Mexican American Baseball in the Pomona Valley (Images of Baseball)

24 Nov

Mexican American Baseball in the Pomona Valley (Images of Baseball)

Mexican American Baseball in the Pomona Valley (Images of Baseball)

Language: English

Pages: 128

ISBN: B00NQHKZ0E

Format: PDF / Kindle (mobi) / ePub


This volume pays homage to the wonderful teams and players from Azusa, La Verne, Claremont, Pomona, Chino, Cucamonga, Ontario, and Upland. A common thread of all these diverse communities was the establishment of baseball teams and, later, softball teams. Baseball played a critical role in advancing civil and political rights, labor reform, gender equality, educational integration, and cultural legitimacy. These remarkable photographs revive the often-overlooked history of Mexican American baseball in the Greater Pomona Valley.

 

 

 

 

 

 

 

 

 

 

 

 

 

 

 

 

 

(Courtesy of Cuno and Karla Barragán.) Jess Briones from Chino, California, joined the US Army in 1944 and completed his basic training at Fort Roberts in California. He was about to be shipped out to the Philippines when Japan surrendered. He later served in Japan, France, and Germany. He played for several teams, including the 503rd in the Philippines, the 508th in Germany, and the 325th and 504th in North Carolina. He played shortstop and outfield for the Fort Bragg All-American team.

Conchola grew up in Davenport, Iowa. Juanita worked at an ammunition plant during World War II. In 1943, she joined the Women’s Army Corps. She took basic training at Fort Des Moines and attended navigation school in Hondo, Texas. While in the service, Juanita played softball, basketball, and tennis. She played shortstop, beating the Waves, the Lady Marines, and teams from the Luke and Williams Air Force Bases in Arizona. (Courtesy of Juanita Conchola.) Mexican A merican Baseball in the P omona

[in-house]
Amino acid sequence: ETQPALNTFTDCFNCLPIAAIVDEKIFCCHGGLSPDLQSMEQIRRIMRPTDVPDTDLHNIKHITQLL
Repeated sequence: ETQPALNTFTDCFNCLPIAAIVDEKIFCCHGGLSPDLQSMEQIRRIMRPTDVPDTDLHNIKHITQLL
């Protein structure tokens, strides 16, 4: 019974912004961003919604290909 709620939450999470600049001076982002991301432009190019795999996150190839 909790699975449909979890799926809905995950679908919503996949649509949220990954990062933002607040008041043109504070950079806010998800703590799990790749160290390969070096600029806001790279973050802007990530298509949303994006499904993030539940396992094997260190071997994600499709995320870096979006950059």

mainly due to the push and pull of economic factors, especially in the cities of Azusa, La Verne, Claremont, Pomona, Chino, Cucamonga, Upland, and Ontario. Mexican Americans worked largely in the packinghouses, railroads, and citrus fields. Like their counterparts throughout California and the nation, they quickly established a complexly detailed set of organizations that promoted civil, cultural, and political rights. Moreover, they created sports networks at the local, state, and national

servicemen, playing their favorite Mexican songs so far from home. He is seen here on a 1930s Los Angeles Mexican American team playing a game in Tombstone, Arizona. (Courtesy of Willie and Mary Ellen Miranda.) Efrén A. Montijo (first row, second from left) was one of the first Mexican American sports stars in the Los Angeles region. He played four years of baseball at Occidental, including this 1917 team. His 1914 team placed second to USC Law School and ahead of Redlands, Whittier, Pomona, and

Oropeza (standing far right). Mexican American baseball in Omaha, Nebraska, dates back to at least the early 1930s. Many of these players or family members worked in the slaughterhouses. The roster included Abbie, Camilo, Epifanio, and Isaias Alba, Tony Armenta, Leo Barajas, Manuel García, Eddie Gómez, Joe Juárez, Paul Márquez, Lano and Tom Oropeza, Ray Velásquez, coach Joe Ramírez, and batboys Massey Ochoa and Eddie Reyes. (Courtesy of Lano Oropeza.) Mexican A merican Baseball in the P omona

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